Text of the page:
NFL Draft Grades: Eagles Day 2 pick analysis

NFL Draft Grades: Eagles Day 2 pick analysis

The Philadelphia Eagles picked Cam Jurgens at No. 51 overall and Nakobe Dean (!) at No. 83 overall in the 2022 NFL Draft. Now let’s get to some grades.

CAM JURGENS

Let’s first look at how Eagles fans here at Bleeding Green Nation graded the pick.

My grade: C (no pun intended).

Some things I DO like about the Jurgens pick:

  • Jason Kelce really likes him. That’s not nothing.
  • Jurgens gives the Eagles more depth at center if Kelce gets hurt this year. He could potentially replace Kelce as the Eagles’ starting center in 2023 after being mentored by his predecessor.
  • Jurgens is very athletic and his long arms/big hands help to compensate for being undersized.
  • Investing in the offensive line is usually a good approach.

Some things I DON’T like about the Jurgens pick:

  • Was he truly the best available player on the board? Maybe so for the Eagles. But he was hardly consensus BPA from the outside looking in
  • The Eagles are doing more of that thing where they draft a player who doesn’t even project to contribute Year 1. And what if Kelce decides he doesn’t want to retire after 2022? Could the Eagles be in jeopardy of burning two years of Jurgens’ rookie contract?
  • Jurgens has no experience at guard.
  • The Eagles typically get more out of less with offensive line coach Jeff Stoutland on the staff. They might be better served using premium resources on positions where they struggle to find lower value solutions.

NAKOBE DEAN

Let’s first look at how Eagles fans here at Bleeding Green Nation graded the pick.

My grade: A

Some things I DO like about the Dean pick:

  • It’s Nakobe Dean. Some would’ve been OK with the Eagles taking him in the first round. No-brainer to take a chance on him at No. 83.
  • Instinctual linebacker who really flies around the field. Makes plays as a blitzer.
  • The Eagles clearly needed more linebacker talent. Especially with T.J. Edwards and Kyzir White scheduled to be free agents after this season.
  • Why not load up on players from the national championship defense? Pairing Davis and Dean together in Philly is fun.
  • Leadership abilities.

Some things I DON’T like about the Dean pick:

  • There’s a reason Dean fell to No. 83. Both he and the team suggested he’s not going to miss time. But if it’s that simple, why did he fall so far?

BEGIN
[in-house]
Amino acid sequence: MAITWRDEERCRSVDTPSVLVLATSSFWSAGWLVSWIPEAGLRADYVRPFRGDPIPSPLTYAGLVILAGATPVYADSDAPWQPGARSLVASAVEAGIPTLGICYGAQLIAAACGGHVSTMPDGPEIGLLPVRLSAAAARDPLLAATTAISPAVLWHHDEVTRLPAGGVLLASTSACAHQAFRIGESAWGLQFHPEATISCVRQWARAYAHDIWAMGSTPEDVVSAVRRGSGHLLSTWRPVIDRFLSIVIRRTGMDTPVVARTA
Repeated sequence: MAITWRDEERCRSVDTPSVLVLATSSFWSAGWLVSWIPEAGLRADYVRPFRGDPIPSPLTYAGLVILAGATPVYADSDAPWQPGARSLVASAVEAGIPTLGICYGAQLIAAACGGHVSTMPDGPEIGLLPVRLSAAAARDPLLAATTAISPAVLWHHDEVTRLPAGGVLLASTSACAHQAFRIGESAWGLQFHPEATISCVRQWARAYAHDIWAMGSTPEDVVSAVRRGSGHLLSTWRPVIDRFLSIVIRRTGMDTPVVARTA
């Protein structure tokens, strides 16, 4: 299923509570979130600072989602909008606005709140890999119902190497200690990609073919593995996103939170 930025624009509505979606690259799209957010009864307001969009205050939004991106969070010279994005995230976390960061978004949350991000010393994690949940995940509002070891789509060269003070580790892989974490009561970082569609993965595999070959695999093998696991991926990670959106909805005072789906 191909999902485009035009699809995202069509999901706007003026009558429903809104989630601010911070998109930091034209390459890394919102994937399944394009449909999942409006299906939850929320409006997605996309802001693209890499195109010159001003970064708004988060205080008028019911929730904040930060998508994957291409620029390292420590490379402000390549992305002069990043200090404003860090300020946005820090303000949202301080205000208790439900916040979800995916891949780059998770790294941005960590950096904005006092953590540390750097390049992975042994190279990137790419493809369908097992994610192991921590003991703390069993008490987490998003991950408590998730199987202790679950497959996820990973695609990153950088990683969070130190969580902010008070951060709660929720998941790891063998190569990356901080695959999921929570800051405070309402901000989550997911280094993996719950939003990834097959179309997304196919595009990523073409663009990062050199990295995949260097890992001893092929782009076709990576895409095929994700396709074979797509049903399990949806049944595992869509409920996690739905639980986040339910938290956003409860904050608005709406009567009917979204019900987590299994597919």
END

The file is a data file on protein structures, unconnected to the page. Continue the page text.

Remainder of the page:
• Dean is undersized and there are some long-term durability concerns.

Now for more hot takes and draft grades from “experts” around the web.

When fans were reassured by the center god himself, all worries about this prospect went out the window. Hell, the Eagles may have stumbled onto a new draft day strategy to win over fans. Just have a legend at the prospect’s position stamp their approval, and any immediate blowback is gone. Safety? Call Brian Dawkins. Linebacker? Get Jeremiah Trotter to NovaCare, stat! (I’m kidding here, mostly. I do believe Kelce when he praises Jurgens because he legitimately loves him as a player, and not just because the Eagles picked him.) I’ll just conclude this section by noting that trying to find a carbon copy of Kelce does have its potential pitfalls. It took Jason Kelce years to become the legendary Jason Kelce that we know today, and along the way, there were rough years during which a decent number of fans would have wanted Kelce replaced. Drafting a prospect who is “the most like Kelce” will no doubt leads to expectations that, you know, he should be the next Jason Kelce, and fast. If he’s not great immediately, there could be unfair criticism of this kid that wouldn’t exist anywhere near as much in other cities. Ultimately, if there’s a smooth, seamless transition from Kelce and Jurgens is very quickly a great player, then the above quibbling will no doubt seem silly, in hindsight. And if Jurgens can play guard immediately, potentially even replacing Seumalo in the lineup, then forget everything I said above. Anything short of that, and it’s really not a great use of resources. Grade: C+.